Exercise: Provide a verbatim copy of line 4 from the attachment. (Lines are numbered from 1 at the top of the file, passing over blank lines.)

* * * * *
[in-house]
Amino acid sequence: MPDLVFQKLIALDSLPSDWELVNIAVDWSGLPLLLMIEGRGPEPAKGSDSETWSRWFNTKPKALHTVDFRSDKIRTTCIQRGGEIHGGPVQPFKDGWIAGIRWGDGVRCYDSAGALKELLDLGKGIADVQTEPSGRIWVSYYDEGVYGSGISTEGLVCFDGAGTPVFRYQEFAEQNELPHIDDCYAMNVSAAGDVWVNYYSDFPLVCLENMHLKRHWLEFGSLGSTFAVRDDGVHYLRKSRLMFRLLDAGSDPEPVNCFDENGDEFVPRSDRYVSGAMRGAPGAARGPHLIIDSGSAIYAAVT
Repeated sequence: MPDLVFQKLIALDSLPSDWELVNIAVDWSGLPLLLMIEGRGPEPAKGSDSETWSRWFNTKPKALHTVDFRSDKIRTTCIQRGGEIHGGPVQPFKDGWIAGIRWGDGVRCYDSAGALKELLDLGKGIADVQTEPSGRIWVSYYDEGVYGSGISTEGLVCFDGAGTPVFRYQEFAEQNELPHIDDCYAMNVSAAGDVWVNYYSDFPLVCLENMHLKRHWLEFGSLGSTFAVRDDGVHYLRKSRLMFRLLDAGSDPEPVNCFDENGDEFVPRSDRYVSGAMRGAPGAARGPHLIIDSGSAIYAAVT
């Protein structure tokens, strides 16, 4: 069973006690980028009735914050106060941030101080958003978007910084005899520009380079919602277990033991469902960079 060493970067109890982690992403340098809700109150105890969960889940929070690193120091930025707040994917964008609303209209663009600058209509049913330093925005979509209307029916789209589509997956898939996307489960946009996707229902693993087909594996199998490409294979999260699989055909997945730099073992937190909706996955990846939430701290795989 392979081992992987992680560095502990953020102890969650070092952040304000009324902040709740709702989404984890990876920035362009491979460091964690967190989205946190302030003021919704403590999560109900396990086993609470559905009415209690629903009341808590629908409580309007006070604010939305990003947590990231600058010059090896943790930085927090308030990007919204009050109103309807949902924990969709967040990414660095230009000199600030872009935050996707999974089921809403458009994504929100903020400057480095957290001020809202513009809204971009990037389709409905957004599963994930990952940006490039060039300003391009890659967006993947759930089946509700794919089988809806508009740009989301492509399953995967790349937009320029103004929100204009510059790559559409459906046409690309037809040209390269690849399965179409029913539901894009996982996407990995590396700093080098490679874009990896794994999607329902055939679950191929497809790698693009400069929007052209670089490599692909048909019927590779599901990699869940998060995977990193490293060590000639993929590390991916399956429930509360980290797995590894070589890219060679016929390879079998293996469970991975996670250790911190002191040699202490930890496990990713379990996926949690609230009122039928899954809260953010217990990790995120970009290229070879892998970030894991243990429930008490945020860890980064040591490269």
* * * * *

């Protein structure tokens, strides 16, 4: 069973006690980028009735914050106060941030101080958003978007910084005899520009380079919602277990033991469902960079 060493970067109890982690992403340098809700109150105890969960889940929070690193120091930025707040994917964008609303209209663009600058209509049913330093925005979509209307029916789209589509997956898939996307489960946009996707229902693993087909594996199998490409294979999260699989055909997945730099073992937190909706996955990846939430701290795989 392979081992992987992680560095502990953020102890969650070092952040304000009324902040709740709702989404984890990876920035362009491979460091964690967190989205946190302030003021919704403590999560109900396990086993609470559905009415209690629903009341808590629908409580309007006070604010939305990003947590990231600058010059090896943790930085927090308030990007919204009050109103309807949902924990969709967040990414660095230009000199600030872009935050996707999974089921809403458009994504929100903020400057480095957290001020809202513009809204971009990037389709409905957004599963994930990952940006490039060039300003391009890659967006993947759930089946509700794919089988809806508009740009989301492509399953995967790349937009320029103004929100204009510059790559559409459906046409690309037809040209390269690849399965179409029913539901894009996982996407990995590396700093080098490679874009990896794994999607329902055939679950191929497809790698693009400069929007052209670089490599692909048909019927590779599901990699869940998060995977990193490293060590000639993929590390991916399956429930509360980290797995590894070589890219060679016929390879079998293996469970991975996670250790911190002191040699202490930890496990990713379990996926949690609230009122039928899954809260953010217990990790995120970009290229070879892998970030894991243990429930008490945020860890980064040591490269």